Thursday 23 July 2015

Movie Review: Dying Young (1991)

A romantic drama that advertises its premise in the title and proceeds to under-deliver, Dying Young is an irritating film that occupies the space between phony and awkward.

In San Francisco, Hilary (Julia Roberts) is a young woman who catches her boyfriend cheating and immediately dumps him and flees to the house of her dotty mother (Ellen Burstyn). With a vague background as a nursing student, Hilary responds to an ad for a live-in care giver, and is hired by cancer patient Victor (Campbell Scott), the 28 year old scion of a very wealthy family. Victor wants Hilary by his side as he goes through chemotherapy treatment for his leukemia.

Hilary learns to cope with the horrid aftermath of the chemotherapy sessions, and helps Victor through difficult days and nights as his body reacts to the chemicals. Soon he is feeling better, declares himself healthy, and scoops Hilary off to Mendocino, where they rent an old house and settle down to life as a couple. They make friends, including the hunky Gordon (Vincent D'Onofrio) and his mother Estelle (Colleen Dewhurst). Hilary and Victor start to fall in love, but reality will eventually catch up with them.

Directed by Joel Schumacher, Dying Young never rings true. What may have worked as a sappy novel by Marti Leimbach falls flat on the screen, with neither the events nor the characters leaving any kind of impression. The romance never catches fire, the motivations of Hilary and Victor come across as plain idiotic, and their actions farcical. Their relationship is based on the outright lies that Victor feeds to Hilary, and a ridiculously make-believe life in a rural cottage. As a side note, Victor's family seems unwilling or hopelessly inept when it comes to finding the missing and very sick heir to a fortune.

Julia Roberts is the only thing worth watching in Dying Young, and despite the poor material she almost saves the film. Hilary is not far removed from Pretty Woman's Vivian, and Roberts gives her some depth and background as an under-educated Oakland girl feeling very much out of her depth in the company of money and privilege. The few scenes that work benefit from Roberts finding nuances of frustration and anger as she adjusts to the opportunities offered by her growing attachment to a sick man. Schumacher's cameras clearly love Roberts, and the director finds every opportunity to linger on his star.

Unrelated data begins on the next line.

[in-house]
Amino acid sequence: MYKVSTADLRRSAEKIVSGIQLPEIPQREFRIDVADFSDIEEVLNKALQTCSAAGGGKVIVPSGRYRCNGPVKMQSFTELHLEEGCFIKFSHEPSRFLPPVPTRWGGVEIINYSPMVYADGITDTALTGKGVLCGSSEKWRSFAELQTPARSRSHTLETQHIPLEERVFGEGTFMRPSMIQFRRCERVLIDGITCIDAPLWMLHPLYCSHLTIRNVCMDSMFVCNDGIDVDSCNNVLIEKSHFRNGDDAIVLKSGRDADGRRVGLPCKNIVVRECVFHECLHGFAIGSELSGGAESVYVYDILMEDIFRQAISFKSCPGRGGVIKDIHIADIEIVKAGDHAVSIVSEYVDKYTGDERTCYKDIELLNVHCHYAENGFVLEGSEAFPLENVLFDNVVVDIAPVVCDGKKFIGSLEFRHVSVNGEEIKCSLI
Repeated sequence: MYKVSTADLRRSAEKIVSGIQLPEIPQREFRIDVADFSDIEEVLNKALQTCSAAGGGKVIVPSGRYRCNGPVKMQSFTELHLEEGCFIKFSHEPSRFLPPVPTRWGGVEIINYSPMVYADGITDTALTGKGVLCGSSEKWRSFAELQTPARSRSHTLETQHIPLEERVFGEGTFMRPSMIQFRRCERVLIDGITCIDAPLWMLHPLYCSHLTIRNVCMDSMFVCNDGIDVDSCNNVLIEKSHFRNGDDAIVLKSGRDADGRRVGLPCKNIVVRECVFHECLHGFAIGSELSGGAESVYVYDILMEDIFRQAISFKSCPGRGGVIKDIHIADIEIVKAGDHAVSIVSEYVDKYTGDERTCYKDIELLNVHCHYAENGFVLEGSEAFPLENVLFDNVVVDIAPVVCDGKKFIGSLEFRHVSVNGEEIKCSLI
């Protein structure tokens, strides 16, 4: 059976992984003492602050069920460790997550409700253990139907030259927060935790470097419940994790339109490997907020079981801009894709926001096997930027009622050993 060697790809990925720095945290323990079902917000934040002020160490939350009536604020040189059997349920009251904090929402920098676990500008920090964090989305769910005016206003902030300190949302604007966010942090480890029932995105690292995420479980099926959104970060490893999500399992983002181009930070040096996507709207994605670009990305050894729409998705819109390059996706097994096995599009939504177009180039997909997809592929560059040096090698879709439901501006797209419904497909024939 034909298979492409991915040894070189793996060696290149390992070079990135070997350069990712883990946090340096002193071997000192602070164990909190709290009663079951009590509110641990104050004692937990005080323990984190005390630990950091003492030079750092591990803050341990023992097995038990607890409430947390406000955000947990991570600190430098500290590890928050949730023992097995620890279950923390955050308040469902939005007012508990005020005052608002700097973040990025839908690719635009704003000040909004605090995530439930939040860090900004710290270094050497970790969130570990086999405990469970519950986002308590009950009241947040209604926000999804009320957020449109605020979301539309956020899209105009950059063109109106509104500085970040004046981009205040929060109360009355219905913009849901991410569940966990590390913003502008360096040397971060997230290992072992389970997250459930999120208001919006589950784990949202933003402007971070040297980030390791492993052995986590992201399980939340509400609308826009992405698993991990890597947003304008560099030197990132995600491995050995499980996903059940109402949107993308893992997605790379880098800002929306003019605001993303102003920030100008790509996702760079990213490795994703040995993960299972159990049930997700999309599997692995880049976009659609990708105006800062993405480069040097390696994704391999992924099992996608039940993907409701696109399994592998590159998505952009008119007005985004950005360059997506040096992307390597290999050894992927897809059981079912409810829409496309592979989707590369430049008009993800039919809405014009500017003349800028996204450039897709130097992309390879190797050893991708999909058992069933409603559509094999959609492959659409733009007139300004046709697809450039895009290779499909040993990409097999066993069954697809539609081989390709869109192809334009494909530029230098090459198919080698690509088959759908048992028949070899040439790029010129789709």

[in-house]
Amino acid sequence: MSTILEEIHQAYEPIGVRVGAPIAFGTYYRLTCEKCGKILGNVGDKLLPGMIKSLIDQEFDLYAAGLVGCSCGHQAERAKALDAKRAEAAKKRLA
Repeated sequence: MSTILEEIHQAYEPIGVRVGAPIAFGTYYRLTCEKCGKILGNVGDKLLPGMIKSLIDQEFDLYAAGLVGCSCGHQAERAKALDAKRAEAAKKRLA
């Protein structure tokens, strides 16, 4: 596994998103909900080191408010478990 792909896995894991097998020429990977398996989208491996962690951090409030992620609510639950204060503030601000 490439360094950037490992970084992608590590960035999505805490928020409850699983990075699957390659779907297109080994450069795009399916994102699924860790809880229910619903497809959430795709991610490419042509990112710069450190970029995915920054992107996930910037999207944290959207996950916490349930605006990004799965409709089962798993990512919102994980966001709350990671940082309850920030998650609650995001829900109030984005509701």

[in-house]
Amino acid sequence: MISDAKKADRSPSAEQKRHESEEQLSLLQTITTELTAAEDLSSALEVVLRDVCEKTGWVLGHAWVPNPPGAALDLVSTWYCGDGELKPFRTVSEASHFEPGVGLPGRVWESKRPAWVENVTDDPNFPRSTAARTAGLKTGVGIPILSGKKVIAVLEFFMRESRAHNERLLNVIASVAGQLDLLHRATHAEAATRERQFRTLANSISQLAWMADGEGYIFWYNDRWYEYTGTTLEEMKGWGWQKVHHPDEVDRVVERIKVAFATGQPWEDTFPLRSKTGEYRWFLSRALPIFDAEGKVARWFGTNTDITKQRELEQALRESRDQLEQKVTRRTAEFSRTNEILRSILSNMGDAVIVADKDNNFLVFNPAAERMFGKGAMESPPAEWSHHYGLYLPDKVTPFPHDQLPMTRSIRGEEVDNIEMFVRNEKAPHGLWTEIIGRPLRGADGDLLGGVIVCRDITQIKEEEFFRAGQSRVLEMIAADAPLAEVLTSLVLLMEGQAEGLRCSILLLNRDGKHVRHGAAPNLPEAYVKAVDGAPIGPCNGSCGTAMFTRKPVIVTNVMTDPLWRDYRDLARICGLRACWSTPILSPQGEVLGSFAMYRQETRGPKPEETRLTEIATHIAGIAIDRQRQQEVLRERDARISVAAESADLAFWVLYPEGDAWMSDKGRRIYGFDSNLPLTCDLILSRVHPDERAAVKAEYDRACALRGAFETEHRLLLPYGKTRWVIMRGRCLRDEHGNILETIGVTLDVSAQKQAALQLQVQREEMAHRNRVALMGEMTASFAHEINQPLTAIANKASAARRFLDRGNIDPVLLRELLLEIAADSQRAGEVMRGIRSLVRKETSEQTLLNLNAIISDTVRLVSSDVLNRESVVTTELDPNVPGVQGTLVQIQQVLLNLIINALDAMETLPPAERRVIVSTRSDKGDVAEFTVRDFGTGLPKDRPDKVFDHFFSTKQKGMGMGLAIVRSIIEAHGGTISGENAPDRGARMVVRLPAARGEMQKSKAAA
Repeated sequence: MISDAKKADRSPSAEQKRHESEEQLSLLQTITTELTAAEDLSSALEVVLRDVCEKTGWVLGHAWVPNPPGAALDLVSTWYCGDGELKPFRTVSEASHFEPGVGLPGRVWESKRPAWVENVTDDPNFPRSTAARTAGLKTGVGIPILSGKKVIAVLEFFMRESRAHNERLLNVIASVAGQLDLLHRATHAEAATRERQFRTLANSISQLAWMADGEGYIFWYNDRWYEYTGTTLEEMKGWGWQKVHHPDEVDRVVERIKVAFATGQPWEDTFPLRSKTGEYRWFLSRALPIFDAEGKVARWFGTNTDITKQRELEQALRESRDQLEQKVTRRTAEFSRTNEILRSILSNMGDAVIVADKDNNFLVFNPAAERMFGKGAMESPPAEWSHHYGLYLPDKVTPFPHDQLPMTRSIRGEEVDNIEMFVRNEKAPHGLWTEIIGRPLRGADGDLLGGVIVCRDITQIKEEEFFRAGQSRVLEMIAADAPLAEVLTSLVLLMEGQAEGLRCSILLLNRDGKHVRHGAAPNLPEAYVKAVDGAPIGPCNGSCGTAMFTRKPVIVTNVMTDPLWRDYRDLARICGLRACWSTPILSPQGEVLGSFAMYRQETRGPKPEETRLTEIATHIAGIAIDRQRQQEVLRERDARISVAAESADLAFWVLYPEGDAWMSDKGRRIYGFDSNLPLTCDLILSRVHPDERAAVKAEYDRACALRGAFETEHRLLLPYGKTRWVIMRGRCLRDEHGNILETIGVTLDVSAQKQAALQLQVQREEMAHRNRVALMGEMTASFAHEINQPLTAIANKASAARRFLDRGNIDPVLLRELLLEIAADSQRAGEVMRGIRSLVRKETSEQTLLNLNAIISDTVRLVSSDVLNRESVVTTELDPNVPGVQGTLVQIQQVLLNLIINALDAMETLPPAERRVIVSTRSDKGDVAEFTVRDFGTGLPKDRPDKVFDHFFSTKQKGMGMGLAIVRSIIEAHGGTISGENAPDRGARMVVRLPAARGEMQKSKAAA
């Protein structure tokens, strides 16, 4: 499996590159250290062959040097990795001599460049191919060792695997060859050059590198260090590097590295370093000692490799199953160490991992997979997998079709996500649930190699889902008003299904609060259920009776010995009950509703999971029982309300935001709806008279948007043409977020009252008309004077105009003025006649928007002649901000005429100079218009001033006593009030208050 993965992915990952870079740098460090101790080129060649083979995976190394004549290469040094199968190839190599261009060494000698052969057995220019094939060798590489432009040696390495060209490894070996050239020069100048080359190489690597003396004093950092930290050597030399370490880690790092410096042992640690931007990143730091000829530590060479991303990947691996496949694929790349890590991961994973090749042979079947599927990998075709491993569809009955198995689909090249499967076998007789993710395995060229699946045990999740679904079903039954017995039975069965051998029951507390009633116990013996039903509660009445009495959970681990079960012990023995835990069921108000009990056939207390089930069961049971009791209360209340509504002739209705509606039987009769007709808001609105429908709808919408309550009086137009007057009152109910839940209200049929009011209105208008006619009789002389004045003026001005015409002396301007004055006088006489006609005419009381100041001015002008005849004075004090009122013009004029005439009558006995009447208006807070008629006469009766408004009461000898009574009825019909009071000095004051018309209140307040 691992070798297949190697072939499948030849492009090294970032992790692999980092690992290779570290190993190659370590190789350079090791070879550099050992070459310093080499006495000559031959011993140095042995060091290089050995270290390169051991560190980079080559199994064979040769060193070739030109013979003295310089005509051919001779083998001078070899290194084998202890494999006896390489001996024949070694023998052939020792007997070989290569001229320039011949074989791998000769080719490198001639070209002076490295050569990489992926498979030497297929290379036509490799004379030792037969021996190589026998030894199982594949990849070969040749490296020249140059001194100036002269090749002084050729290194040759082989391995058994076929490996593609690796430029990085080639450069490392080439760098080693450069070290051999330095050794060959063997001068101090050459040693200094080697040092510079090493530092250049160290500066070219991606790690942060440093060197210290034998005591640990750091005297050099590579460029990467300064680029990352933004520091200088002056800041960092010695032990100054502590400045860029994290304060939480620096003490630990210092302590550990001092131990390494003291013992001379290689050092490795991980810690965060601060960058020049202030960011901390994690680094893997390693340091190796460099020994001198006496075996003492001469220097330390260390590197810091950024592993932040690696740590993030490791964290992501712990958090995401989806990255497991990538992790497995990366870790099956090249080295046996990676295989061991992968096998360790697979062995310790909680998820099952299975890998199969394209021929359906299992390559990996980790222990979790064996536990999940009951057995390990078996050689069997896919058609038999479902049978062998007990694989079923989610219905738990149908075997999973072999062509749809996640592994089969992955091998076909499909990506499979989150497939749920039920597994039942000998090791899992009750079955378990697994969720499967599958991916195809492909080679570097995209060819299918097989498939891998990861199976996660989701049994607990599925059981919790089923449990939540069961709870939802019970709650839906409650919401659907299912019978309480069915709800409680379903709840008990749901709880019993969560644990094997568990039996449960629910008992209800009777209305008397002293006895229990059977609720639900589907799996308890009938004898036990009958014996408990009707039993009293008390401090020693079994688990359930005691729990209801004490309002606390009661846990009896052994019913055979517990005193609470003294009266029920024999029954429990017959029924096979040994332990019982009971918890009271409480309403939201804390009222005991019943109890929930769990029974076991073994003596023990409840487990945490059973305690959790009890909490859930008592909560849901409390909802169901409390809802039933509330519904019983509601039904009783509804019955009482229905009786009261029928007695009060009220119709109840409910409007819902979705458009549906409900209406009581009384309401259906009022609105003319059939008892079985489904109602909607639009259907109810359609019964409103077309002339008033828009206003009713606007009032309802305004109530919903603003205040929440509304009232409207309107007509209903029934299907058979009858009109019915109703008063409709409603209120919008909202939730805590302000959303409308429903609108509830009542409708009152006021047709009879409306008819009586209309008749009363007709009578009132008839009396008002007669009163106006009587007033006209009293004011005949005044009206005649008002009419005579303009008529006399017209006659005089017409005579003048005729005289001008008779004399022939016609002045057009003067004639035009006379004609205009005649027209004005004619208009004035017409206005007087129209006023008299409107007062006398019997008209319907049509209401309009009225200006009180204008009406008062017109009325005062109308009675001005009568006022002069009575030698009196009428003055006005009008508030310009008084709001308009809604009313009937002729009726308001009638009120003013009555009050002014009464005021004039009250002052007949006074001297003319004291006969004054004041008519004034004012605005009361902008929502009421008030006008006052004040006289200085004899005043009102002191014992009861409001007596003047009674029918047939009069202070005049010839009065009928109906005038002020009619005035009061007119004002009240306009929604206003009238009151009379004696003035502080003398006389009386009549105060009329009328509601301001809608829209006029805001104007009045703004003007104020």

In contrast Campbell Scott (George C.'s son) limits his acting to staring into the mid-distance and sometimes breaking into a goofy smile, and several passages of his dialogue are delivered in an inaudible whisper. Both Ellen Burstyn and Colleen Dewhurst are wasted, while Vince D'Onofrio appears unsure as what his role is supposed to be: friend, handyman or wannabe lover. The scenes of banter involving Hilary, Gordon and Victor are beyond contrived. Hilary's girlfriend Shauna (A.J. Johnson) is unceremoniously dumped on the side of the movie early on and never heard from again.

Despite Roberts' effervescent presence, with an agonizingly prolonged running time of close to two hours Dying Young doesn't die soon enough.

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  1. 2 insufferable hours I never got back. Monotonous, tedious and barren, it was beyond awful. Ateast Julia Roberts starred in better films than this one.

  2. & second worst julia roberts film for me.


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